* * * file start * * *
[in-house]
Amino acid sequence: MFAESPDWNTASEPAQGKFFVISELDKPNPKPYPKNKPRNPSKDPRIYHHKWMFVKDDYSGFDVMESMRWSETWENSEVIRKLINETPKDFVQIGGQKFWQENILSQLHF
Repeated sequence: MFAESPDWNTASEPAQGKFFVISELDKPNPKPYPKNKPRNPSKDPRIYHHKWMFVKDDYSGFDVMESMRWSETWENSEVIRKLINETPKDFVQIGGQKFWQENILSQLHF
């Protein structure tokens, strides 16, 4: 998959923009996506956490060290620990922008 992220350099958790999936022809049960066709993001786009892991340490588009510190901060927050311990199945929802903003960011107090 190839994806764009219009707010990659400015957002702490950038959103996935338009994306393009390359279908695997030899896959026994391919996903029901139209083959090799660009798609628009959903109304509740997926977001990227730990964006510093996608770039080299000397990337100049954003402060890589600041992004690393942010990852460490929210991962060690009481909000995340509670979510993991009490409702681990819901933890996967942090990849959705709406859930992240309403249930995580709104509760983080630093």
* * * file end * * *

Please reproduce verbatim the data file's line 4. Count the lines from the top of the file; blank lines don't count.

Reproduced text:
């Protein structure tokens, strides 16, 4: 998959923009996506956490060290620990922008 992220350099958790999936022809049960066709993001786009892991340490588009510190901060927050311990199945929802903003960011107090 190839994806764009219009707010990659400015957002702490950038959103996935338009994306393009390359279908695997030899896959026994391919996903029901139209083959090799660009798609628009959903109304509740997926977001990227730990964006510093996608770039080299000397990337100049954003402060890589600041992004690393942010990852460490929210991962060690009481909000995340509670979510993991009490409702681990819901933890996967942090990849959705709406859930992240309403249930995580709104509760983080630093």